Researchers at Imperial have shown how the chaotic electrical signals underlying irregular heart rhythms lead to the failure of standard treatments.advertisement
By modelling how electrical signals on the inside and the outside of the heart move across the muscle, researchers at Imperial College London have suggested why corrective surgery is not currently always beneficial.
The insight could improve surgery for some, by better targeting areas of the heart responsible, and could avoid unnecessary surgery for others, where intervention is unlikely to help.
Atrial fibrillation (AF) is the most common heart rhythm abnormality and is projected to affect about two percent of the global population by 2050. It is the leading cause of stroke, but treatment options are limited.
The current most common treatment is a surgery to burn areas of the heart from the inside thought to be responsible for the irregularity. However, the surgery, known as catheter ablation, is only effective in about 50 percent of patients.
Clinicians in the US recently observed that AF is associated with different patterns of electrical pulses on the inside and the outside the heart, which were previously thought to be incompatible.advertisement
Now, a team of physicists and cardiologists at Imperial have developed a model of AF that explains how these differing patterns arise and what causes them. The model can further be used to explain why some patients do not benefit from AF surgery.
For example, the model predicts that the current method of burning the heart from the inside might fail if the sources underlying AF originate on the outside of the heart. For these patients, surgery could be optimised to increase the chances of being successful and reducing symptoms.
The model also predicts that for some patients, the heart muscle is so damaged that regardless of how often the source of AF is destroyed, a new location will always emerge that disrupts the regular rhythm.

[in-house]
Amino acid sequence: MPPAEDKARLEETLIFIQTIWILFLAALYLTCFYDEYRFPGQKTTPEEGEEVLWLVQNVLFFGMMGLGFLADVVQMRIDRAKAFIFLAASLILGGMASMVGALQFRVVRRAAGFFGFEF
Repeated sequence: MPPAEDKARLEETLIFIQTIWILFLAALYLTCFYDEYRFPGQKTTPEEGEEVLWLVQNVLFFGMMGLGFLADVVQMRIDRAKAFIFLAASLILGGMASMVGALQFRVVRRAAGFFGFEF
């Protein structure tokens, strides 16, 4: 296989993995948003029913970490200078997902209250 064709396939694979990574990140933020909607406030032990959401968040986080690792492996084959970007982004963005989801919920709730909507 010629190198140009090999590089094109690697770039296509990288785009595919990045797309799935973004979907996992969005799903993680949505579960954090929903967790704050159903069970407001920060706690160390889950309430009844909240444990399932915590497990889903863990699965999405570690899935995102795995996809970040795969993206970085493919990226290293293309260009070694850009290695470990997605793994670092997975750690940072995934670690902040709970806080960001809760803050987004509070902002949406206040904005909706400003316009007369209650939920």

For these patients, surgery is likely to be an unnecessary risk, as well as being costly for the healthcare system. The team say new treatments should be developed for these patients.
The team’s model is currently based on theories in physics, which match well with observations of electrical pulses from earlier studies.
They are now beginning to work with real data from patients undergoing treatment to pinpoint where in the heart to target using current surgical techniques. This could increase the success rate of current techniques and reduce the time needed for each patient to undergo surgery.
Lead author Max Falkenberg, a PhD student in the Department of Physics at Imperial, said: “Our model helps explain why many patients have unsuccessful surgery, and associates this failure with a number of risk factors such as obesity. We hope that with further development, the model could help us determine for which patients surgery is an unnecessary risk, and which would benefit from surgery if the right regions of the heart are targeted.”
Professor Kim Christensen, who supervised the project, said: “Atrial fibrillation is a fascinating example of how a natural complex phenomenon might actually have a relatively simple origin. A long-standing collaboration between physicists and cardiologists at Imperial has managed to overcome persistent barriers to bridging the disciplines and we are now reaping the fruits of that endeavour.
“We are truly excited about the future potential clinical applications of our findings for personalised treatment of atrial fibrillation.”